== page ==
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I'd like to estimate the Cost Per Lead for a given advertising campaign.

I have eight data points, each with Cost and # of Leads for a given week. Here are the Costs:

  1. 81.05
  2. 63.17
  3. 171.44
  4. 104.53
  5. 95.33
  6. 39.06
  7. 80.88
  8. 110.55

Here are the # of Leads:

  1. 4
  2. 1
  3. 3
  4. 5
  5. 2
  6. 0
  7. 6
  8. 2

The Cost Per Lead is the Cost divided by the Number of Leads. This works for all weeks except Week #6, when there is a Cost ($39.06) but no Leads (0). For Week #6, the Cost Per Lead is a divided-by-zero error.

How should one handle that situation?

In terms of my larger goals here, I'd like to calculate the sample mean, and then also calculate the sample standard deviation and use that to estimate a confidence interval around the sample mean.

How would you handle that divided-by-zero data point?

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    $\begingroup$ Why do you have a cost associated with 0 leads? $\endgroup$ – Michael Chernick Jan 19 '17 at 22:32
  • $\begingroup$ This is a Google AdWords campaign. In Week 6, six people clicked on my ad, but none of them became Leads. $\endgroup$ – bobbyh Jan 19 '17 at 22:42
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In addition to the method above, you could construct the formula $$leads=\frac{leads}{cost}costs+\text{Google independent leads}$$ as $$y=mx+a$$ where m is the cost per unit, or as $$leads=m\times{cost}+a.$$ This takes the denominator problem away. You would then form a confidence interval about m. It also is approximately what you are looking for. However, you should also consider the possibility of diminishing returns. That is that increased costs do not lead to linearly increasing leads so that $$y=m\log(x)+a.$$ It is possible for you to have a popular site that does not lead to a proportionate increase in leads. The only difficulty is that you end up with a $$\frac{lead}{cost}=\frac{m}{x},$$ and so you would have varying costs.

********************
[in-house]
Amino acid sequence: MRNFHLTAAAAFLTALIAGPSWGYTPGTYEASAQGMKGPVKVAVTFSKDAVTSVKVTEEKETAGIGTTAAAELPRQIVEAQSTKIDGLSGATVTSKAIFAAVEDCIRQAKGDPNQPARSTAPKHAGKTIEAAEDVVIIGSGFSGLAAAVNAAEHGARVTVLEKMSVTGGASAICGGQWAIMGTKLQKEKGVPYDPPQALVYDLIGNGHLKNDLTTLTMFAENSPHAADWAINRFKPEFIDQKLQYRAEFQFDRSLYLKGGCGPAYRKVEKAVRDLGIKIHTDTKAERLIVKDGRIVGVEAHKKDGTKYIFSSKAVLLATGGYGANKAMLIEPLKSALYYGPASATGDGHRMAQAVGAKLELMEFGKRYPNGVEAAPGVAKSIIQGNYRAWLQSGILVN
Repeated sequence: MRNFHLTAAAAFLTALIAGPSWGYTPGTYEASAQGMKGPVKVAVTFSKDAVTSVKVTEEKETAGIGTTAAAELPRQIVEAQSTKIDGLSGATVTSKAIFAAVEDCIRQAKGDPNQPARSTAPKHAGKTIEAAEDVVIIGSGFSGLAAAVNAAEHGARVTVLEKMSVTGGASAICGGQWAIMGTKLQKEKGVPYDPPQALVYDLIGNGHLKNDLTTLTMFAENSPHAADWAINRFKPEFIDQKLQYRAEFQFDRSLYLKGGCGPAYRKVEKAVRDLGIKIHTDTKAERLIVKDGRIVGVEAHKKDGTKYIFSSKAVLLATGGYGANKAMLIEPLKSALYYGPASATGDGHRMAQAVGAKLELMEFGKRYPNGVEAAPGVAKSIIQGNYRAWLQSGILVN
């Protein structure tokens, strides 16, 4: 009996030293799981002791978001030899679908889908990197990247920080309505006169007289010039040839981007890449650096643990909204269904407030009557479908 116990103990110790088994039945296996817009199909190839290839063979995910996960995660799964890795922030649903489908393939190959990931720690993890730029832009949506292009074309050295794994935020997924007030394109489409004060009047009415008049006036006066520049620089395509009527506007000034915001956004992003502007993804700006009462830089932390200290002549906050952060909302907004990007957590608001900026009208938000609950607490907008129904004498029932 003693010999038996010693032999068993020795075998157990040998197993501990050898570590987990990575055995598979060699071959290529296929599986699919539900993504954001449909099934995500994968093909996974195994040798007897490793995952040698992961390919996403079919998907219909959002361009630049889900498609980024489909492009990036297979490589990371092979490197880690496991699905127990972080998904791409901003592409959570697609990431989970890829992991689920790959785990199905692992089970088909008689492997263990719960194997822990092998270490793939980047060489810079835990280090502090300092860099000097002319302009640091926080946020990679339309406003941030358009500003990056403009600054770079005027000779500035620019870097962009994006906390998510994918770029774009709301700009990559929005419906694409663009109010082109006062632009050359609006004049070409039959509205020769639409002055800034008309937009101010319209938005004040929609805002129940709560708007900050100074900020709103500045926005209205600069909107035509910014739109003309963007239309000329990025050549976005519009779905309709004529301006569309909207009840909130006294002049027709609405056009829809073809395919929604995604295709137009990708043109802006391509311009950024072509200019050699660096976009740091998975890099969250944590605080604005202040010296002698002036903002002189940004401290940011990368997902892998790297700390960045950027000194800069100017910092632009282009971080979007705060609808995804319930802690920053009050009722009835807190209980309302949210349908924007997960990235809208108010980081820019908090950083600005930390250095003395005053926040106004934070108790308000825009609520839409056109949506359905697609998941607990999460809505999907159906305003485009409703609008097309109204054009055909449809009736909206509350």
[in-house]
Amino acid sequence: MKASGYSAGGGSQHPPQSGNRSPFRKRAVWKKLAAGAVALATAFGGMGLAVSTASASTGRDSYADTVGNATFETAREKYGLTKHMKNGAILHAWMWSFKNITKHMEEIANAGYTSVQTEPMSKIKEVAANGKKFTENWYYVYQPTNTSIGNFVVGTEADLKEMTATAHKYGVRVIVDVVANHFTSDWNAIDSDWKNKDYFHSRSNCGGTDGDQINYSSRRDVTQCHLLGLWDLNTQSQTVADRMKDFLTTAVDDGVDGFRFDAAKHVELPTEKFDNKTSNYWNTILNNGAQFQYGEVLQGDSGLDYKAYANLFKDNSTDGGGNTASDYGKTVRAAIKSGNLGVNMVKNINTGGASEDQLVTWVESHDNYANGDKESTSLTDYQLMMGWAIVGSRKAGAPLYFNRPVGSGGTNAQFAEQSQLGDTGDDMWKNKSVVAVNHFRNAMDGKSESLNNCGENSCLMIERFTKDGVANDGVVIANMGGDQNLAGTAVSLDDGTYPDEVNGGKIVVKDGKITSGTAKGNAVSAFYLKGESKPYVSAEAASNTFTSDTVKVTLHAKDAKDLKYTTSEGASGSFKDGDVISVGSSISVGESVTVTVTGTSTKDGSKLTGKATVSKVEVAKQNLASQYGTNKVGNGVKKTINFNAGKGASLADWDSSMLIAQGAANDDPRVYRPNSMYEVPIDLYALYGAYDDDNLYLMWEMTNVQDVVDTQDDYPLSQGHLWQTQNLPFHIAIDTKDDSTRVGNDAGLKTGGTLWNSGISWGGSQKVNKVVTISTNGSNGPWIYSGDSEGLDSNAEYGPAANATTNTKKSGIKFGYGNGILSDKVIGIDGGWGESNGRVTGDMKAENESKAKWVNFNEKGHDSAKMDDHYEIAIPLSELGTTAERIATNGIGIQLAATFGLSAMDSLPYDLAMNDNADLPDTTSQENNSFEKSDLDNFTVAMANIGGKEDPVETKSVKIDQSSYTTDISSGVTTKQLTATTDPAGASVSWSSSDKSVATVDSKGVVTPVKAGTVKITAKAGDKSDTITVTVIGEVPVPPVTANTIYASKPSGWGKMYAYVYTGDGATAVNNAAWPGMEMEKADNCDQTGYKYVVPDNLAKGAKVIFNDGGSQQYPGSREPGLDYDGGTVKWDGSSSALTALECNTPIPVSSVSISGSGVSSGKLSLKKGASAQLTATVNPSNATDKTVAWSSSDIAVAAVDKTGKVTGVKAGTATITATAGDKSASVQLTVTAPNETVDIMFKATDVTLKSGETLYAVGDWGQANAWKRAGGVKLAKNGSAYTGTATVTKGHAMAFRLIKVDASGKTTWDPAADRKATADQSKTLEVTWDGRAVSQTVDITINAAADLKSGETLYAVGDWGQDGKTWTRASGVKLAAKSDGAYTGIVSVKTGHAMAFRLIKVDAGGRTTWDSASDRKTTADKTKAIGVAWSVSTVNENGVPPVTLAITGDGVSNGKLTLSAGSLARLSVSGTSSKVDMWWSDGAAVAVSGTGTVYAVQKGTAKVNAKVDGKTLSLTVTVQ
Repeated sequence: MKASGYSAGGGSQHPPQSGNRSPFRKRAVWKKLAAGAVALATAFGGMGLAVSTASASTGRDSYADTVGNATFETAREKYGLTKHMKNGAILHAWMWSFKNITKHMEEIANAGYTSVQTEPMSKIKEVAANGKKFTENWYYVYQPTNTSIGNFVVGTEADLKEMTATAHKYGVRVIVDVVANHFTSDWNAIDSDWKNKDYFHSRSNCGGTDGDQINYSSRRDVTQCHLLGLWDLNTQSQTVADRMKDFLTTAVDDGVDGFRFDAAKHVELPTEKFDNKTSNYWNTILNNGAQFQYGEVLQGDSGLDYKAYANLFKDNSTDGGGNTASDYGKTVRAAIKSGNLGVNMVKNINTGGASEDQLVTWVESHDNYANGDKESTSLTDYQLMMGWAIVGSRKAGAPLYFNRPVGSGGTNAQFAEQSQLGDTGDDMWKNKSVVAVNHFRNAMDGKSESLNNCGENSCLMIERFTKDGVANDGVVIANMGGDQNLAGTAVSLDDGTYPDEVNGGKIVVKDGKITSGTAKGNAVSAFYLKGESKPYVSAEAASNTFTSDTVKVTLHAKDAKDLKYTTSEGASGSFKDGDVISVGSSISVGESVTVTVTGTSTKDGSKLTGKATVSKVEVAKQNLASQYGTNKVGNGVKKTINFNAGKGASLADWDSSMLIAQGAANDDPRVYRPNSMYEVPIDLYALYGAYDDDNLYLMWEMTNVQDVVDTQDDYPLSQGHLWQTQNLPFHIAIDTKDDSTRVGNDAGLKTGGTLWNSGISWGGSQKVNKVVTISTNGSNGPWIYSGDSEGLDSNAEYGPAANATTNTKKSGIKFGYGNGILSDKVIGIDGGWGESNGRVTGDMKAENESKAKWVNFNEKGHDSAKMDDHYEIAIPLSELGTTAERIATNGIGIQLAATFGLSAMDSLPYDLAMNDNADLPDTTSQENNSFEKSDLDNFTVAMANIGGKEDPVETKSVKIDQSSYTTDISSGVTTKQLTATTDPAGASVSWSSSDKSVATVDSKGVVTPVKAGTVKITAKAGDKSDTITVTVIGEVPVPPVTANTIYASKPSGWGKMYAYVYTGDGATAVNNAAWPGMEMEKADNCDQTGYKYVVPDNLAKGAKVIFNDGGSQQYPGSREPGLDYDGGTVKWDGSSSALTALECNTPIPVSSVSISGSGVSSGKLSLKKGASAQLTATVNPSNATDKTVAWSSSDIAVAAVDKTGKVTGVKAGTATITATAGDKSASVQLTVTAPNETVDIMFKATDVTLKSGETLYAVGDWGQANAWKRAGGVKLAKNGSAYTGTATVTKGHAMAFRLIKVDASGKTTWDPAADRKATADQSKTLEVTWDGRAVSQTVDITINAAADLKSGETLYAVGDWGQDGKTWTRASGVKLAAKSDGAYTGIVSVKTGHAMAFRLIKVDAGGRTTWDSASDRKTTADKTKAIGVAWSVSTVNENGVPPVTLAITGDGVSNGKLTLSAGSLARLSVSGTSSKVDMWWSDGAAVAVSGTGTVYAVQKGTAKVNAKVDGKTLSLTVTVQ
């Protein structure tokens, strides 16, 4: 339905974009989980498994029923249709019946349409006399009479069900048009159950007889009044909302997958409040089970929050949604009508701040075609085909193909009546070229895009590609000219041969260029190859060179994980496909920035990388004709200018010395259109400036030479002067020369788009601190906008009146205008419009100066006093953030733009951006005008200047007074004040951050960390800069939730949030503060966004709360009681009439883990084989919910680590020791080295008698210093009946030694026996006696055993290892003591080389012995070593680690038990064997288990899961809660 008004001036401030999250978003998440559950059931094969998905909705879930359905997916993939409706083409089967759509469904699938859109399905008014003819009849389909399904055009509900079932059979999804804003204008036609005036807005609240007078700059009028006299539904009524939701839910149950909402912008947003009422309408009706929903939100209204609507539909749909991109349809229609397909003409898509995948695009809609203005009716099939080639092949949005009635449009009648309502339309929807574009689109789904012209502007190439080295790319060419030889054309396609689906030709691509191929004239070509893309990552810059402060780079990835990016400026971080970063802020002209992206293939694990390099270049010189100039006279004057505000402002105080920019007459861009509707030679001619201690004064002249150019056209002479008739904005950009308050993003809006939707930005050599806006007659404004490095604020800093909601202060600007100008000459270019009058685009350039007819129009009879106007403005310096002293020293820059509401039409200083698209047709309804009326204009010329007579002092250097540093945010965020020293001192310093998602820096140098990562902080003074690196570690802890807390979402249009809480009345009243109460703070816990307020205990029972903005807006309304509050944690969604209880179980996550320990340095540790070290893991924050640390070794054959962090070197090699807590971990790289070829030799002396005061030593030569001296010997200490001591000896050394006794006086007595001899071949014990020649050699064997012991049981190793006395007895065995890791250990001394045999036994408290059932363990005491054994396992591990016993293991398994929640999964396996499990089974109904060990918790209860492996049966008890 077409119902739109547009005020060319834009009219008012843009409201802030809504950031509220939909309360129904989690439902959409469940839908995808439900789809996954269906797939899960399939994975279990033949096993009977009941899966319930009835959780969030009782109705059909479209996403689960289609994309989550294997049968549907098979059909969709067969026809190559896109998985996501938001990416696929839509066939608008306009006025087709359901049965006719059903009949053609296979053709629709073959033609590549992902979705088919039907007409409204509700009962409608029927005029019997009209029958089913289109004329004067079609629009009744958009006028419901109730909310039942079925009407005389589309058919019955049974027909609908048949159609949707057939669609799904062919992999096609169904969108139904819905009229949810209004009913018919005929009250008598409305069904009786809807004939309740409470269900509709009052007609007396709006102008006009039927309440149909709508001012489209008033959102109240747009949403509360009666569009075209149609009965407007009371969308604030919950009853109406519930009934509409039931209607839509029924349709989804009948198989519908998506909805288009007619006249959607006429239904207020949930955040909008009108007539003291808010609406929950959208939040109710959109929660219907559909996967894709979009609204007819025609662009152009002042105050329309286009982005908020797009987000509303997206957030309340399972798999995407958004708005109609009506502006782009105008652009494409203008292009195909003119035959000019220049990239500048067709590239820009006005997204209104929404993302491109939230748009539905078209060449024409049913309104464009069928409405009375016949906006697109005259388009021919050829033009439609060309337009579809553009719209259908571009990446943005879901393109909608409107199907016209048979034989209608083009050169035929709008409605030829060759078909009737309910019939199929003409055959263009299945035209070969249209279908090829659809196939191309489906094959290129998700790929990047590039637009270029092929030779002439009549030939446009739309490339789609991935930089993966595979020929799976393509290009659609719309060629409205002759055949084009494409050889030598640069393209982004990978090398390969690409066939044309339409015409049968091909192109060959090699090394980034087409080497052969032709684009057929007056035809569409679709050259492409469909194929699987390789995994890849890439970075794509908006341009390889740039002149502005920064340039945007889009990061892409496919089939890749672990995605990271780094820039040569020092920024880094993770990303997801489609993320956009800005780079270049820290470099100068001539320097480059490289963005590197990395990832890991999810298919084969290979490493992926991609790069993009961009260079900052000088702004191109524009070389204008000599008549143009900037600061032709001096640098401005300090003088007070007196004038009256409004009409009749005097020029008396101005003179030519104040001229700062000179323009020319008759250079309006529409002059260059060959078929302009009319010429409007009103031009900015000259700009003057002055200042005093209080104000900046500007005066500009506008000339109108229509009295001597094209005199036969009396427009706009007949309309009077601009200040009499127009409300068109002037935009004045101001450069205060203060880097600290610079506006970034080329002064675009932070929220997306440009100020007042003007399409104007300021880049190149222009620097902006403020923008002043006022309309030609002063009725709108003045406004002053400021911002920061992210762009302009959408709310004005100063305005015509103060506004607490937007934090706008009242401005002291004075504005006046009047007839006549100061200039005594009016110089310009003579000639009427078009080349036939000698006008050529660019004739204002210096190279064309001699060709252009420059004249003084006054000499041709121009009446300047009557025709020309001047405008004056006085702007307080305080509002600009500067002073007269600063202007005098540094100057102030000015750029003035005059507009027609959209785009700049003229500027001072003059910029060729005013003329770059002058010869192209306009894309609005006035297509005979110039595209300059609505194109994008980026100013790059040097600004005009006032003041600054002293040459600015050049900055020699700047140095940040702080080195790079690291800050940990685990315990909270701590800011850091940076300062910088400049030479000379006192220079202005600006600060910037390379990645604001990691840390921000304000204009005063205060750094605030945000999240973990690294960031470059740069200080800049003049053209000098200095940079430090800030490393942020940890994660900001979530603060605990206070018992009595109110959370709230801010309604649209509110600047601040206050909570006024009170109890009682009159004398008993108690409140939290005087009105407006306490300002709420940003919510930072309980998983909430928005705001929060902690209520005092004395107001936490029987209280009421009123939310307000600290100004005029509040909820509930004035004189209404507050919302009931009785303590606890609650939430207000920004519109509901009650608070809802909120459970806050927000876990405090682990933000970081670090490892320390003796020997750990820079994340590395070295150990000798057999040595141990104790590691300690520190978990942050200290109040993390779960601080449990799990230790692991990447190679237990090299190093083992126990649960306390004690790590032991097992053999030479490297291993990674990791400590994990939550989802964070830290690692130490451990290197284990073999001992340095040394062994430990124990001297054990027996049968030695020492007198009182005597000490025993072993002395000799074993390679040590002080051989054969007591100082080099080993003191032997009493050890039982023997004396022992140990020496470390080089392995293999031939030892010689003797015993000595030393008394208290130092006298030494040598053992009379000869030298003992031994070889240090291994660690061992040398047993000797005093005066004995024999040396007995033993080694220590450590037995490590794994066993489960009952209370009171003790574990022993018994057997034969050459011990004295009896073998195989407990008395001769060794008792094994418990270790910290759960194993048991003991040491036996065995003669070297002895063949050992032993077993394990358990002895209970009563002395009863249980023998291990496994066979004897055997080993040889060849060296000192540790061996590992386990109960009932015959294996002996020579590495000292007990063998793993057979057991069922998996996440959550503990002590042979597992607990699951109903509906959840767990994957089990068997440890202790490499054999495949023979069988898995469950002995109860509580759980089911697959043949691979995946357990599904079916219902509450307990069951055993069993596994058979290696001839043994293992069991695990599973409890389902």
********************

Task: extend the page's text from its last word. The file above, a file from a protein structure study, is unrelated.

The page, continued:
Unfortunately, the above is the inverse of what you asked, but I still constructed it in this manner because your leads should be a function of views whose proxy is costs. I also assumed that your ad cost function was linear, if it is not, for example, if the cost of 10,000 views is not $10\times$ 1,000 views then you need to include that in your model.

If you do need cost per lead, then you can perform the inverse equation, but you need to be aware that it does not make causal sense if $x$ is thought of as an explanatory variable and $y$ is thought of as a response variable. The only way flipping the variables makes sense is if costs are a function of views and leads, in which case you are missing a variable here.

The peculiar problem of solving your problem as $1/m$ is that when you do that with the boundaries of the confidence interval, you will get a skewed interval.

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If you compute the ratio before you average you have an infinite value which prevents you from getting mean, standard deviation or confidence interval. You could drop the one case but there really is no justification for that. Also there is no particular reason to believe that the ratio has a normal distribution. You could sum the numerator and sum the denominator and then take the ratio.

If you take that approach you could bootstrap to get estimates of the mean and standard deviation and construct a confidence interval for the sample mean using say Efron's percentile method. No need to assume normality or use the standard deviation (standard error of the mean) to get the confidence interval.

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